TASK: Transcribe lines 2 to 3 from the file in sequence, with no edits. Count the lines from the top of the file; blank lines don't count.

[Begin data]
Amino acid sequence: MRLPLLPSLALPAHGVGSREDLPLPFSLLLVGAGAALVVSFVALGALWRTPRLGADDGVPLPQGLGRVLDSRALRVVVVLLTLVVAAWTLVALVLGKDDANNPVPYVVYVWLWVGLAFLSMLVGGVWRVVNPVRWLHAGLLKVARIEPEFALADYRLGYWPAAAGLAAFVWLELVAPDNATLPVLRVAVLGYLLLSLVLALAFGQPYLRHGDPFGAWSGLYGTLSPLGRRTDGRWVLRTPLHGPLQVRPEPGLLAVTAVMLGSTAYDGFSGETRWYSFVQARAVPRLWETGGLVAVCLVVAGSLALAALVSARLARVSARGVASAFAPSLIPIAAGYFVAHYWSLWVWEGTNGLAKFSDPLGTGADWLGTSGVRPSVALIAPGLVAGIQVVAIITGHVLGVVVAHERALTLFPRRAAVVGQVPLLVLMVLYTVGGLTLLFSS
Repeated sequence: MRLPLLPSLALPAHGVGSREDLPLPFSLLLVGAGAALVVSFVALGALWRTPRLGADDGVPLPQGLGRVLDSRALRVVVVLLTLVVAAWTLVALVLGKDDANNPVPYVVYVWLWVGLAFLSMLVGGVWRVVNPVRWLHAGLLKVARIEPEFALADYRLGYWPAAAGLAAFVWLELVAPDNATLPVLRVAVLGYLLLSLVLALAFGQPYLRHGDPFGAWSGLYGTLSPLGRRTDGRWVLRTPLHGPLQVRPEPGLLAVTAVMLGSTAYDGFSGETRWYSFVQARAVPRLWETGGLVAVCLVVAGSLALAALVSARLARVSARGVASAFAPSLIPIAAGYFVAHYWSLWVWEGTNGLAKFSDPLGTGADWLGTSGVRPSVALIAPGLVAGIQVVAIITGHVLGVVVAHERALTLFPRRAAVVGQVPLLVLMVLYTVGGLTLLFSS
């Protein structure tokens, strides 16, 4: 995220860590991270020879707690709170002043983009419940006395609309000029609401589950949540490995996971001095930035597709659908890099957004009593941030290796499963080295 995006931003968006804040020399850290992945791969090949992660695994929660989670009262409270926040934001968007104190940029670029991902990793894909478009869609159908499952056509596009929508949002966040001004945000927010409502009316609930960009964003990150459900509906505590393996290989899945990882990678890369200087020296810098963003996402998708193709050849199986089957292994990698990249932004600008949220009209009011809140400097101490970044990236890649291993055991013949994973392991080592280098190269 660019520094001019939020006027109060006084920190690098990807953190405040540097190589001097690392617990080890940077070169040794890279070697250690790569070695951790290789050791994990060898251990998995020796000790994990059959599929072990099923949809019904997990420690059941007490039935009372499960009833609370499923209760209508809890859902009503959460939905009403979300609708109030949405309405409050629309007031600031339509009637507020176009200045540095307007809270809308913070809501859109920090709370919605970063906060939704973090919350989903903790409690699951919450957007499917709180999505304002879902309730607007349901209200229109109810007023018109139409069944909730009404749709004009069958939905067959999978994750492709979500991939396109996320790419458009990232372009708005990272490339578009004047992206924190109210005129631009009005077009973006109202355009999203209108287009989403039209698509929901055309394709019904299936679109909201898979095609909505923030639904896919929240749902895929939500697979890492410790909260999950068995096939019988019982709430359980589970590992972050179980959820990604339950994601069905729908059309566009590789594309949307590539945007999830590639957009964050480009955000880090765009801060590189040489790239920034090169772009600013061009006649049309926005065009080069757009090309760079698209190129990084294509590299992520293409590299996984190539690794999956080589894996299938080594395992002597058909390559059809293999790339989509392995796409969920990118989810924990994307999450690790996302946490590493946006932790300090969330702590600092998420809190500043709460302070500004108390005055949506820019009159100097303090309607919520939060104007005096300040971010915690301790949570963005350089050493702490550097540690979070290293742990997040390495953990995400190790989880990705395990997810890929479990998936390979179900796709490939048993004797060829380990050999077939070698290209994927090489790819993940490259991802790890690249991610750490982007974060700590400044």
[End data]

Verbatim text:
Repeated sequence: MRLPLLPSLALPAHGVGSREDLPLPFSLLLVGAGAALVVSFVALGALWRTPRLGADDGVPLPQGLGRVLDSRALRVVVVLLTLVVAAWTLVALVLGKDDANNPVPYVVYVWLWVGLAFLSMLVGGVWRVVNPVRWLHAGLLKVARIEPEFALADYRLGYWPAAAGLAAFVWLELVAPDNATLPVLRVAVLGYLLLSLVLALAFGQPYLRHGDPFGAWSGLYGTLSPLGRRTDGRWVLRTPLHGPLQVRPEPGLLAVTAVMLGSTAYDGFSGETRWYSFVQARAVPRLWETGGLVAVCLVVAGSLALAALVSARLARVSARGVASAFAPSLIPIAAGYFVAHYWSLWVWEGTNGLAKFSDPLGTGADWLGTSGVRPSVALIAPGLVAGIQVVAIITGHVLGVVVAHERALTLFPRRAAVVGQVPLLVLMVLYTVGGLTLLFSS
């Protein structure tokens, strides 16, 4: 995220860590991270020879707690709170002043983009419940006395609309000029609401589950949540490995996971001095930035597709659908890099957004009593941030290796499963080295 995006931003968006804040020399850290992945791969090949992660695994929660989670009262409270926040934001968007104190940029670029991902990793894909478009869609159908499952056509596009929508949002966040001004945000927010409502009316609930960009964003990150459900509906505590393996290989899945990882990678890369200087020296810098963003996402998708193709050849199986089957292994990698990249932004600008949220009209009011809140400097101490970044990236890649291993055991013949994973392991080592280098190269 660019520094001019939020006027109060006084920190690098990807953190405040540097190589001097690392617990080890940077070169040794890279070697250690790569070695951790290789050791994990060898251990998995020796000790994990059959599929072990099923949809019904997990420690059941007490039935009372499960009833609370499923209760209508809890859902009503959460939905009403979300609708109030949405309405409050629309007031600031339509009637507020176009200045540095307007809270809308913070809501859109920090709370919605970063906060939704973090919350989903903790409690699951919450957007499917709180999505304002879902309730607007349901209200229109109810007023018109139409069944909730009404749709004009069958939905067959999978994750492709979500991939396109996320790419458009990232372009708005990272490339578009004047992206924190109210005129631009009005077009973006109202355009999203209108287009989403039209698509929901055309394709019904299936679109909201898979095609909505923030639904896919929240749902895929939500697979890492410790909260999950068995096939019988019982709430359980589970590992972050179980959820990604339950994601069905729908059309566009590789594309949307590539945007999830590639957009964050480009955000880090765009801060590189040489790239920034090169772009600013061009006649049309926005065009080069757009090309760079698209190129990084294509590299992520293409590299996984190539690794999956080589894996299938080594395992002597058909390559059809293999790339989509392995796409969920990118989810924990994307999450690790996302946490590493946006932790300090969330702590600092998420809190500043709460302070500004108390005055949506820019009159100097303090309607919520939060104007005096300040971010915690301790949570963005350089050493702490550097540690979070290293742990997040390495953990995400190790989880990705395990997810890929479990998936390979179900796709490939048993004797060829380990050999077939070698290209994927090489790819993940490259991802790890690249991610750490982007974060700590400044």